Massive Geo-tagged social media data provide new opportunities for disaster risk assessment, prevention, and management. This article presents a proof of concept for assessing wildfire risk using Geo-tagged social media data, by taking wildfire risk as a function of wildfire hazard and social–ecological vulnerability. The case study of the United States shows that the regions with the highest wildfire hazard are concentrated in the Western, while the most vulnerable areas are mainly distributed in the Eastern, the Western Coast, and the Southern parts of the nation. Areas with high wildfire risk are mainly located in the Northwestern and Southeastern United States. It shows that the wildfire risk level has significant linear relationship with population density. Massive and vulnerable population might result in significant increase in wildfire risk perception. We conclude that Geo-tagged social media data have great potential in disaster risk studies.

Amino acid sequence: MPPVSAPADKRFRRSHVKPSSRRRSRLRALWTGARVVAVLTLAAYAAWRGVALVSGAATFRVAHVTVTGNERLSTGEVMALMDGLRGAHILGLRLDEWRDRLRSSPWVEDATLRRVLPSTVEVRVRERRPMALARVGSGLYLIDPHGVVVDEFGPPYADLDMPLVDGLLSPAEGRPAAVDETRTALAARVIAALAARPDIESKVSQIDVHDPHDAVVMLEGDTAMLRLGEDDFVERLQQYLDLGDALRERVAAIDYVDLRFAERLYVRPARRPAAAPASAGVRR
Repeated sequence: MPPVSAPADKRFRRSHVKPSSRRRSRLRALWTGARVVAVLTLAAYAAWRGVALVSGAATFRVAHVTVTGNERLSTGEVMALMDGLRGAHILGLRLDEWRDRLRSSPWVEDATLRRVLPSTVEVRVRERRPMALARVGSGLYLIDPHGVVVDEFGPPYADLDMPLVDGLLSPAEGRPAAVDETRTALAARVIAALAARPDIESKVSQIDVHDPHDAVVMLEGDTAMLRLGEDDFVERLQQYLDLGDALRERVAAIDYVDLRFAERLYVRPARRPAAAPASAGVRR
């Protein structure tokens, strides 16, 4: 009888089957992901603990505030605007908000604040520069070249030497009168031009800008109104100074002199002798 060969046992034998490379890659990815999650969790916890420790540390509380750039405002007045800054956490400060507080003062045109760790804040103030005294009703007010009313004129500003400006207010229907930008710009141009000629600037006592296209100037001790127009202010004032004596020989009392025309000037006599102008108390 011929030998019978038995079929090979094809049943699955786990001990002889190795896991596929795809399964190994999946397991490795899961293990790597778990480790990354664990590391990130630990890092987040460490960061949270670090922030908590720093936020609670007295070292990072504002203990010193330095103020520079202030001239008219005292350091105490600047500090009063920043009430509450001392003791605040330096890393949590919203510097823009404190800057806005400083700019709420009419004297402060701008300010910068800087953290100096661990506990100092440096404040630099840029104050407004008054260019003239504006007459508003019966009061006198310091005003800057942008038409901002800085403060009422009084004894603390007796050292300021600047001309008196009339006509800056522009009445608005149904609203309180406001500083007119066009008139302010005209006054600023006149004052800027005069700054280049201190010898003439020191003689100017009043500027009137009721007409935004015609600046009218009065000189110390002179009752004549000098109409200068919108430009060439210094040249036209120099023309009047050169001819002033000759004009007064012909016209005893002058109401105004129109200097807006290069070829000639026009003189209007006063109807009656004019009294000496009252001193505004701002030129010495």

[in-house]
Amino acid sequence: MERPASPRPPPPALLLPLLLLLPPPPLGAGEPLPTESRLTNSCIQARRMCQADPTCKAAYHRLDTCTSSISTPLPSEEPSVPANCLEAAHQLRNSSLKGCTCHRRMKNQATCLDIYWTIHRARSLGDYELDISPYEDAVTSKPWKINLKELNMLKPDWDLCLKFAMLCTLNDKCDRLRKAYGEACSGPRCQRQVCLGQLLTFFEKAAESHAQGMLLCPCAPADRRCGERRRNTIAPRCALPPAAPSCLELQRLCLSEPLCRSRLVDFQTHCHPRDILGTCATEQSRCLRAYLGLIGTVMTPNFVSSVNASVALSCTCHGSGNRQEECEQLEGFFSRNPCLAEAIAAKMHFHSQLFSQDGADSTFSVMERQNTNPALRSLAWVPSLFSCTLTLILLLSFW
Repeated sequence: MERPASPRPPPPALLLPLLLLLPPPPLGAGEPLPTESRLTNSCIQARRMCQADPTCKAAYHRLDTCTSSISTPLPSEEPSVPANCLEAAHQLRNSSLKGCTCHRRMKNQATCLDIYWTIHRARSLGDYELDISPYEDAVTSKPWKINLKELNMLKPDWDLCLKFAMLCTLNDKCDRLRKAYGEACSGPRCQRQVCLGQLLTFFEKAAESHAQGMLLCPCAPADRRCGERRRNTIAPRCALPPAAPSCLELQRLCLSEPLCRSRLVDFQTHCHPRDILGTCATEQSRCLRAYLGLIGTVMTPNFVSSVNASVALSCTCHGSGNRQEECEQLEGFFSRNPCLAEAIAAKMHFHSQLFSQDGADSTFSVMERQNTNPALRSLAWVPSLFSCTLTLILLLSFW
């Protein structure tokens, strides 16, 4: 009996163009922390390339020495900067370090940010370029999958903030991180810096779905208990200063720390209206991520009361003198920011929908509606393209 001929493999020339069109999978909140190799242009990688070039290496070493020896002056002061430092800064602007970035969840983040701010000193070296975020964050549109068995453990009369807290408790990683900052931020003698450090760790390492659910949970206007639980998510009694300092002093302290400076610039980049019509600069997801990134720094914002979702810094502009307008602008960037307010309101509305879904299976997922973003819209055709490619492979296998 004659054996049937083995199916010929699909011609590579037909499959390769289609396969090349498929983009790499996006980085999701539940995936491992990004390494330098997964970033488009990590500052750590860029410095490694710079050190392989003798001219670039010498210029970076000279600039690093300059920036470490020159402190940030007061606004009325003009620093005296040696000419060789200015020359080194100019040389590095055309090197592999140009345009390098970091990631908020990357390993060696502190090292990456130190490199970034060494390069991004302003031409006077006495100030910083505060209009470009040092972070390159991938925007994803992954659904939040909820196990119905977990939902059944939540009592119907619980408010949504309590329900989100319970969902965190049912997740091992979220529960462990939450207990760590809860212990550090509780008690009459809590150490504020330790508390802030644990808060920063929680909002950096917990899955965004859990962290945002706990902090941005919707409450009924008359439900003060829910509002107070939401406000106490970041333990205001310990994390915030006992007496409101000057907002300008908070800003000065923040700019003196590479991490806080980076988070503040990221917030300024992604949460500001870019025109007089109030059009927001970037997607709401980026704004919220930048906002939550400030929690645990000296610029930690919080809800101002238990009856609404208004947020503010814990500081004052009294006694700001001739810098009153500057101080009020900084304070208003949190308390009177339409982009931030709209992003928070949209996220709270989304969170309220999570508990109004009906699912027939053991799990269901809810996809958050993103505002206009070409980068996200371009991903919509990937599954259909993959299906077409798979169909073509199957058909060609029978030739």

All Science Journal Classification (ASJC) codes
- Social Sciences(all)
- Safety, Risk, Reliability and Quality
- Strategy and Management
- Disaster risk
- social–ecological system vulnerability